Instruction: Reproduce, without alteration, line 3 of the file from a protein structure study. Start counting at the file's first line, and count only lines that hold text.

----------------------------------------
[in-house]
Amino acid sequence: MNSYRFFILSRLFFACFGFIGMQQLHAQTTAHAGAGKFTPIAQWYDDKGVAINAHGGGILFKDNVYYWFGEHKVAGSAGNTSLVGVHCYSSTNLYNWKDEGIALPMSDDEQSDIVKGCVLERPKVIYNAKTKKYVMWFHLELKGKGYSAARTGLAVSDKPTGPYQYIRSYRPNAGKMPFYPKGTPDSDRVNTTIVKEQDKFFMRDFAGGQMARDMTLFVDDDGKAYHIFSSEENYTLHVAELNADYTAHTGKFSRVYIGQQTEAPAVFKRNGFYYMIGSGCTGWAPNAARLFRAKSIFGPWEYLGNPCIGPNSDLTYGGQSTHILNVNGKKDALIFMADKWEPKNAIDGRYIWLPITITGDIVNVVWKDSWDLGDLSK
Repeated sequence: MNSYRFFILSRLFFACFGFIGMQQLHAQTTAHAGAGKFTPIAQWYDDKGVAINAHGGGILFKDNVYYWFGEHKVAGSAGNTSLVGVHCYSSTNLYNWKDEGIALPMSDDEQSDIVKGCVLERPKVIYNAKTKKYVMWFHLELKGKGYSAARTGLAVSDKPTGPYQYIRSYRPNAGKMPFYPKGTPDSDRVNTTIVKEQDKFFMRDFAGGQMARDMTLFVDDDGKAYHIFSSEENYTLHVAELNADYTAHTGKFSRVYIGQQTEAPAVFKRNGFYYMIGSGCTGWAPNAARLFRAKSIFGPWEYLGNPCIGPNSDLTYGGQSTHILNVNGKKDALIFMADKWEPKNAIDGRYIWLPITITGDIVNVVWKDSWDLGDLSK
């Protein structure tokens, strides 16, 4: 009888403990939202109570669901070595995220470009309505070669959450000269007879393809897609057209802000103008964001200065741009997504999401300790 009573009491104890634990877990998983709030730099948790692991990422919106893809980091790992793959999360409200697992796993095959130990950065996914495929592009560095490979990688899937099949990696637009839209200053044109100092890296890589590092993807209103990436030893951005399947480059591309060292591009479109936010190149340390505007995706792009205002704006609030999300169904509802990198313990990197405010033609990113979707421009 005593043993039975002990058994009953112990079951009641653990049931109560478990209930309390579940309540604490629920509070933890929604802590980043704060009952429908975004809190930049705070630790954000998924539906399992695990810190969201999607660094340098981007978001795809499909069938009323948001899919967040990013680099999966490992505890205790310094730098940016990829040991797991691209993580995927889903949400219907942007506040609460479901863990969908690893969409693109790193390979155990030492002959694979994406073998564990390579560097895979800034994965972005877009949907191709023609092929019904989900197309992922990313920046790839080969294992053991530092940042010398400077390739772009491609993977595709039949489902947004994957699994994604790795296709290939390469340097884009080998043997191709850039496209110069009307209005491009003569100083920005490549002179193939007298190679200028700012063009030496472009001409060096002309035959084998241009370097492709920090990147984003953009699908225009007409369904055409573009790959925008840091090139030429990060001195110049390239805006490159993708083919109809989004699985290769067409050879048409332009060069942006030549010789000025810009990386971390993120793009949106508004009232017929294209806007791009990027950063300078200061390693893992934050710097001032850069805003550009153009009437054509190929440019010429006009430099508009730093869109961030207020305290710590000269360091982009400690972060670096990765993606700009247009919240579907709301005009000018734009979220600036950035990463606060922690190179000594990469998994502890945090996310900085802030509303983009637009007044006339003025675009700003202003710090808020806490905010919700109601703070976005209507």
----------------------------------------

Repeated sequence: MNSYRFFILSRLFFACFGFIGMQQLHAQTTAHAGAGKFTPIAQWYDDKGVAINAHGGGILFKDNVYYWFGEHKVAGSAGNTSLVGVHCYSSTNLYNWKDEGIALPMSDDEQSDIVKGCVLERPKVIYNAKTKKYVMWFHLELKGKGYSAARTGLAVSDKPTGPYQYIRSYRPNAGKMPFYPKGTPDSDRVNTTIVKEQDKFFMRDFAGGQMARDMTLFVDDDGKAYHIFSSEENYTLHVAELNADYTAHTGKFSRVYIGQQTEAPAVFKRNGFYYMIGSGCTGWAPNAARLFRAKSIFGPWEYLGNPCIGPNSDLTYGGQSTHILNVNGKKDALIFMADKWEPKNAIDGRYIWLPITITGDIVNVVWKDSWDLGDLSK